The next time I typed brew ⇥, it took a few seconds and rebuilt the cache file. However, brew instal was still there. So, in an attempt to reset things, I again deleted the cache file and invoked a fresh shell by issuing zsh. Boom. Worked great.

Strangely, the next time I opened a fresh terminal session, typing brew ins⇥ did in fact complete to brew install but there was no trailing space like there was the first time I got things working. So again, I opened a new shell with zsh and now brew ins⇥ expanded to brew install␣ (with trailing space). Strange.

Troubleshooting this, I checked my $fpath in both sessions, and I was a little surprised to find that it was as I posted above in a fresh terminal session, but that in a zsh-invoked session it had changed to:

# * * several other oh-my-zsh plugins * *

So in a fresh terminal shell, I was getting site-functions from both the macOS system zsh and Homebrew’s, while functions was only the system version and not Homebrew’s. At first, I thought I might somehow be in the system zsh when starting a new terminal, but zsh --version did indeed confirm that I was always running Homebrew’s 5.7.1.

After some Googling around, I found this page and which led me to check:

$ dscl . -read /Users/$USER UserShell
UserShell: /bin/zsh

So something was crossed up. Even though I was inside the Homebrew zsh, macOS’s pointers were suggesting the system zsh. Following the procedure at the above site, I tried:

$ sudo dscl . -create /Users/$USER UserShell /usr/local/bin/zsh

which did the trick. Now $fpath and zsh --version and which zsh and dscl . -read /Users/$USER UserShell were all finally pointing to the same /usr/local/bin/zsh from Homebrew’s install, and I was getting the coveted trailing space in my brew command completions, whether it was a fresh shell or a newly-invoked nested zsh session.

As an added bonus, another problem I had been having also seems to have been resolved. Homebrew’s formula list was finally being cached again, so I am now back to getting instant suggestions instead of waiting on a network request every time when tab-completing formulae names.

I am not sure whether this is just something particular to my installation, or whether a caveats section should be added to the homebrew-core/Formula/zsh.rb formula suggesting the above command if the user wishes to make Homebrew’s zsh the default shell for new sessions?

(dana) #4

Yeah, the first fpath you posted definitely suggests you were using the system zsh before. Your path has /usr/local/... ahead of the other stuff, so when you ran zsh again you’d get the Homebrew one. There are a few ways to set your default shell; the classic UNIX method is the chsh command. You can also change it just for Terminal (or iTerm, or whatever) in its own preferences.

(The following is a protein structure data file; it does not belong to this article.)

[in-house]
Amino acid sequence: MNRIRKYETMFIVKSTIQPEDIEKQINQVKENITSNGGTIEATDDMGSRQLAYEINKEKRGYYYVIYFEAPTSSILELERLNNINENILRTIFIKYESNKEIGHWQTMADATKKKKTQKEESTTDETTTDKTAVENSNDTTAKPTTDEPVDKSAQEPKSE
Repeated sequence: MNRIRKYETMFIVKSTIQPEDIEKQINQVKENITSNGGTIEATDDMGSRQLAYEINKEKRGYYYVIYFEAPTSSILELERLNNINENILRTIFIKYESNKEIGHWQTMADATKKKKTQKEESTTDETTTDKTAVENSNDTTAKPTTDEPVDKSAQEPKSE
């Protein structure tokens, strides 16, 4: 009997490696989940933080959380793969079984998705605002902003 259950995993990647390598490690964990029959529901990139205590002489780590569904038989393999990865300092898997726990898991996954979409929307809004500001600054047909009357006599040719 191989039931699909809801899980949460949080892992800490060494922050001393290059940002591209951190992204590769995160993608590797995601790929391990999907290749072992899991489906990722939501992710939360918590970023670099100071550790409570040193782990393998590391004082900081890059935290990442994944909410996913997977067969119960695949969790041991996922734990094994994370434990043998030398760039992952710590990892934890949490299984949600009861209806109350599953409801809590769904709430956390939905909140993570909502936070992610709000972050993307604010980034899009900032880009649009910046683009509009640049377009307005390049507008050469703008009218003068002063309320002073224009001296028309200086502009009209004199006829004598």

About /usr/local/share/zsh/site-functions, that’s not Homebrew-specific — it’s in zsh’s default fpath, which Apple ships with. However, because Homebrew kind of takes over /usr/local for itself, on systems where it’s being used you may find functions installed by it there.

Lastly, zsh --version only tells you the version of the zsh that’s first in your path, which may or may not be the one you’re actually running. To get the version of the current zsh, use echo $ZSH_VERSION.


I was just about to edit my post to correct this error, but you beat me to it. That’s definitely what was happening.

I’m going to see if I can figure out what the “official” macOS method of default shell selection is for the last few versions and cobble together a caveats section for the zsh formula (and I guess eventually the other Homebrew shell formulae as well) to inform users what steps to take if they really want to switch their default shell. In my case, I think I had been using the Homebrew zsh with Terminal via explicitly calling /usr/local/bin/zsh in its preferences, but when I switched to iTerm a couple of years ago it reverted not to bash (which would’ve been obvious) but to reading the system zsh from that preference location. To think all this time I’ve actually been using the system zsh (or some bastardization of the two) without knowing it.